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<i>I wasn't suggesting she should traumatize the child. The point I made about discussing this with him before he drinks was so that he could make a choice.</i>

I've spent way too much time around Al-Anon. My mother is the addict/alcoholic in my family. After years of trying to find a sane relationship with her, I finally cut all ties. I will not have an alcoholic in my children's lives.

Ultimatums don't work. People have to get sober for themselves. If they get sober because they were threatened with consequences, it doesn't stick. Even if they manage to get sober, the marriage ends up failing because they resent the spouse for forcing them into a choice that wasn't their own. It pretty much causes the marriage to fail every time.

Even when the person chooses to get sober, the marriage fails 90% of the time. A marriage that works when one person is drunk and one person is co-dependent usually doesn't work when one person is sober and one person is not.

OP can't save her husband's child. She doesn't have any legal power to do anything for that child. It's up to that child's mother to do the best she can.

OP needs to think about the effects that living with alcoholic will have on her own children and do the best she can to minimize those effects for her children. Living with an alcoholic is very damaging for children.

Following the ex-wife's lead and getting the hell out is an excellent start.
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#27 of 30 Old 02-08-2010, 02:39 AM
 
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Ultimatums don't work. People have to get sober for themselves.
I agree ultimatums don't work. I just don't see where my suggestion was an ultimatum. She is telling her husband what she's capable of doing and what she's not capable of doing. Everyone - from what is being presented here - seems to be allowing the op to enable their behavior by allowing the situation to become op responsibility, no matter what. Well, it's time to say no more enabling. It's not benefiting anyone, especially the poor child! Enabling is a horrible situation where a person doesn't even realize what's going on until they're in full enable mode. This op realizes she can't do it any more. Or at least feels overwhelmed in her role of enabler. I was suggesting a way to remove herself from the enabling role, while still making sure the child was watched out for.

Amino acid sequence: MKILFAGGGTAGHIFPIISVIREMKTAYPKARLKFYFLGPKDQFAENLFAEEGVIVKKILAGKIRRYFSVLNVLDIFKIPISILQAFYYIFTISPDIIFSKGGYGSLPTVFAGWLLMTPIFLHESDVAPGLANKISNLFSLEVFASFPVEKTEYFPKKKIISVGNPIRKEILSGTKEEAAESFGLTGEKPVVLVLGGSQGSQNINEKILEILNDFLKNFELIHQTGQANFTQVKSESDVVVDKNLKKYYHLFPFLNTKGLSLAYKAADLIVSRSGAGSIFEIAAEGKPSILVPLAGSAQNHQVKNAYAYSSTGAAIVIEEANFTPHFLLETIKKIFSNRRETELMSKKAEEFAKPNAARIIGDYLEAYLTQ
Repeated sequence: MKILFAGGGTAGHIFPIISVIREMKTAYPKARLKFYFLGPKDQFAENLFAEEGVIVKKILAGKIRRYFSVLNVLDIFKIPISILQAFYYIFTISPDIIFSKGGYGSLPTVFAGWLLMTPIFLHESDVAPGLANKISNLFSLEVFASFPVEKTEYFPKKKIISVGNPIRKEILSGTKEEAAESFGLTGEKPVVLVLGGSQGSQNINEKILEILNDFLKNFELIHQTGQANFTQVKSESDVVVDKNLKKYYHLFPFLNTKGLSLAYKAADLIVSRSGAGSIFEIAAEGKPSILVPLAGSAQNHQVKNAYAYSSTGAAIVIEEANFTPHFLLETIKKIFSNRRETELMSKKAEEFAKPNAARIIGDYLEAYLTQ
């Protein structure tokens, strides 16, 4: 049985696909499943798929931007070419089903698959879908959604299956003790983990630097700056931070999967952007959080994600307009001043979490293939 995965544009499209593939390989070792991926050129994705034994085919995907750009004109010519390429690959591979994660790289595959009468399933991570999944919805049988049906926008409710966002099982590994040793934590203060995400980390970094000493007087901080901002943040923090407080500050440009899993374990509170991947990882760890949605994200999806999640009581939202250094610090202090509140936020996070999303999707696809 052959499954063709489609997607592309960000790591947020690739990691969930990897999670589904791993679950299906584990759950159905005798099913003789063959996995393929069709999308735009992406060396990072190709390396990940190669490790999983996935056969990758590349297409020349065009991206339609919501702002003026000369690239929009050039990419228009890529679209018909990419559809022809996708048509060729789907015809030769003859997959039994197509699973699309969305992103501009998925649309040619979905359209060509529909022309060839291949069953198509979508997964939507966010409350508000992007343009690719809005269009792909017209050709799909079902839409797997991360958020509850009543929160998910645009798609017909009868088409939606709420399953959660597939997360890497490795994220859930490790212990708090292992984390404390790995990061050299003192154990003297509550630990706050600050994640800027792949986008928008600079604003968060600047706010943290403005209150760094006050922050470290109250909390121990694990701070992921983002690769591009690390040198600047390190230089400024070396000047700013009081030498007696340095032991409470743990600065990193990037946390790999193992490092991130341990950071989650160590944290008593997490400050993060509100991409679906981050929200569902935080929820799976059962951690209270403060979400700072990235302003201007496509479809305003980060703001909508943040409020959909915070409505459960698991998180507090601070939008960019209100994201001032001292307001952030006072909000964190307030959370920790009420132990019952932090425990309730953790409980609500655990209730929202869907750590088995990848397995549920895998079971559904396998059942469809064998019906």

This is totally not snarky at all, but I would be interested in your view on un-enabling since you have experience with it. Some people will allow the rest of us to take care of their lives and responsibilities as long as we don't draw the line in the sand. This op sounds ready for the line. I was just trying to offer a suggestion that would allow her to draw a line without leaving the little girl hanging. (Which is what sounded like her concern to me.)
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#28 of 30 Old 02-08-2010, 04:56 PM
 
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i belong to a number of sm sites and the first rule of thumb that we all adhere to is that we married the man, not the children. as much as we may love or take care of them or what have you, they are not our responisbility.
Yikes. I find that really sad. No, of course you shouldn't stay in an awful or abusive marriage for the sake of your step-kids, but the idea that they're "not our responsibility" or that we didn't marry them when we married their dad sounds harsh, to me. My husband and I both feel that we married each other's kids from before, when we married each other. It's hard for me to understand how a parent could truly feel bonded and partnered with a spouse who felt no responsibility for their children - who ought to be their very heart.

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She is telling her husband what she's capable of doing and what she's not capable of doing. Everyone - from what is being presented here - seems to be allowing the op to enable their behavior by allowing the situation to become op responsibility, no matter what.
I don't think anyone's encouraging her to enable him. I think people are generally saying if he's a drunk - and the fear of losing his family hasn't made him stop yet - she needs to accept how he is and make decisions for herself and her unborn child based on how he is, not put her energy into finding just the right way to threaten, manipulate or cajole him into changing.